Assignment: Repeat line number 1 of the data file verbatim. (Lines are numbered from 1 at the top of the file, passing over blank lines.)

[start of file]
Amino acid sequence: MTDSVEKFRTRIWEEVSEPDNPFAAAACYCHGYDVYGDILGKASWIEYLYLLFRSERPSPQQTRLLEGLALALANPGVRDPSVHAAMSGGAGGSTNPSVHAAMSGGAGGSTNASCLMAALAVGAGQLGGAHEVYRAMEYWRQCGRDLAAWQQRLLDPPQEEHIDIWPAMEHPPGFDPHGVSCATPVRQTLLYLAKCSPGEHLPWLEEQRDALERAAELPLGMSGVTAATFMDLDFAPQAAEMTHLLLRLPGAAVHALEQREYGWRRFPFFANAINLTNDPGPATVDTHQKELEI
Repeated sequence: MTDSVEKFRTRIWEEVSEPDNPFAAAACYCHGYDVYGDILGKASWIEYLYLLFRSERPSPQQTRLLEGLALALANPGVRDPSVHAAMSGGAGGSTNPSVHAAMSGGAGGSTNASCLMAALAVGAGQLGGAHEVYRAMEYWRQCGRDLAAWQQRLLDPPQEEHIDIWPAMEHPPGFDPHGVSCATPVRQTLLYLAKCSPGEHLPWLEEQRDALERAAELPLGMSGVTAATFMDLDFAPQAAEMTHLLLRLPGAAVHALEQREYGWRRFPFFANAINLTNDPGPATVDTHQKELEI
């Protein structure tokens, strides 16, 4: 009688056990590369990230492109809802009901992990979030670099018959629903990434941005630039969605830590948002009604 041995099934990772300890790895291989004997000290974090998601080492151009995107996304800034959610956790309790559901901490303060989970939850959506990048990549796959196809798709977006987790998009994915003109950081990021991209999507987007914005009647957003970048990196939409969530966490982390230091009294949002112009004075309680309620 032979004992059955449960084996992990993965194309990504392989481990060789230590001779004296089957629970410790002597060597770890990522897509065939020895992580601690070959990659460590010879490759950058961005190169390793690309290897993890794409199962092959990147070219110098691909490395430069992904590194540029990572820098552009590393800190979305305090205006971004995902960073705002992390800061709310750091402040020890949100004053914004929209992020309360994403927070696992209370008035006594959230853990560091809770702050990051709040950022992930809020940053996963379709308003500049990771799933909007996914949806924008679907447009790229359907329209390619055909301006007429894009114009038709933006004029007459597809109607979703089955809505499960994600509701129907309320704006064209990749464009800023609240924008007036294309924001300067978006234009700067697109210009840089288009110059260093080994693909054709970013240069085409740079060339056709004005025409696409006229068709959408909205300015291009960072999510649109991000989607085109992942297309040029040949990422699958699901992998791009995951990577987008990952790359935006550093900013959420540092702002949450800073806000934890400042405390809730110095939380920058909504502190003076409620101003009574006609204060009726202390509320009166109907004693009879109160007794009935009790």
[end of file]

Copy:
Amino acid sequence: MTDSVEKFRTRIWEEVSEPDNPFAAAACYCHGYDVYGDILGKASWIEYLYLLFRSERPSPQQTRLLEGLALALANPGVRDPSVHAAMSGGAGGSTNPSVHAAMSGGAGGSTNASCLMAALAVGAGQLGGAHEVYRAMEYWRQCGRDLAAWQQRLLDPPQEEHIDIWPAMEHPPGFDPHGVSCATPVRQTLLYLAKCSPGEHLPWLEEQRDALERAAELPLGMSGVTAATFMDLDFAPQAAEMTHLLLRLPGAAVHALEQREYGWRRFPFFANAINLTNDPGPATVDTHQKELEI